Mr. Muradian: What’s the right way to think about the militarization of space? I mean our adversaries have been doing everything from ground-based systems to [dazzler jam]. But also we’ve had evidence of space-borne systems that seem something other than benign, let me put it that way. Right? The notion of space mines, things operating in proximity that we actually believe may be weaponized at some point as well. And I know most of this is extremely highly classified, so I don’t want to put you on the spot on any of that. But what’s the right way to think about it?
We talked to Senator Kyl, he’s a passionate missile defense advocate, he’s been through his entire career, and was talking again about Brilliant Pebbles. We’re here at the Reagan Library and he was talking about SDI, the Strategic Defense Initiative and the importance of actually space-based missile defenses which may be the best way to intercept in the boost phase some of these threats and maybe do it much more economically.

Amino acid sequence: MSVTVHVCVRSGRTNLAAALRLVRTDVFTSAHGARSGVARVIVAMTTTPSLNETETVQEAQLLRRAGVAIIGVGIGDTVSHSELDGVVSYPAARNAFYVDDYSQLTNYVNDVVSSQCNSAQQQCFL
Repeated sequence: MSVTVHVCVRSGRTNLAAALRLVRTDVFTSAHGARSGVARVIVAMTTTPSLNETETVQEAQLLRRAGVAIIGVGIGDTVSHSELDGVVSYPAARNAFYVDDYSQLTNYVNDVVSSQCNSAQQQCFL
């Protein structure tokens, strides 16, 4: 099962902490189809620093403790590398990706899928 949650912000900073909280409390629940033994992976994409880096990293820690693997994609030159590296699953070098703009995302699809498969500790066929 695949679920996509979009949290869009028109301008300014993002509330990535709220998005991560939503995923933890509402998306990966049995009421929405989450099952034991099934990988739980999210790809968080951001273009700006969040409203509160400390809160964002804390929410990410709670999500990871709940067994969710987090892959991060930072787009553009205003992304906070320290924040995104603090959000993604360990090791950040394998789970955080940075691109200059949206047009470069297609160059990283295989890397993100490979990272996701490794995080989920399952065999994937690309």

Talk to us about what the militarized future of space looks like given that it is already, to a degree already militarized, and not completely peaceful in its nature.
Dr. Morin: Space has been militarized really from the outset of the space race. The U.S. and the Soviet Union had simultaneously civil space programs, military space programs and overlap between them, right? I mean military members as their first astronauts and cosmonauts in programs that had both kinds of capabilities. The Russians put up a space station with a cannon on it. In recent years, the canonical examples, of course, are the tests that the Chinese government did of anti-satellite weapons, including one that created hundreds of pieces of orbital debris when they blew up one of their own weather satellites.
So it’s clear that the military, of all advanced militaries, are deeply dependent on space as a force multiplier. It’s not a surprise that you’re now seeing, especially with countries that are concerned about U.S. power, that you’re seeing them make investments to counter the enormous force multiplier that the U.S. joint force has taken out of space capabilities that we demonstrated in the Gulf War and have continued to use in every conflict forward.
So that shouldn’t surprise us. And in an era where great power competition is a real thing, we need to be open-eyed about that, and there will be moves and counter-moves, actions and counter-actions. That doesn’t mean that the U.S. needs to go out and do aggressive things in space that start massive arms races, but we’ve absolutely got to be prepared for that competition and take the actions we need to defend our capabilities.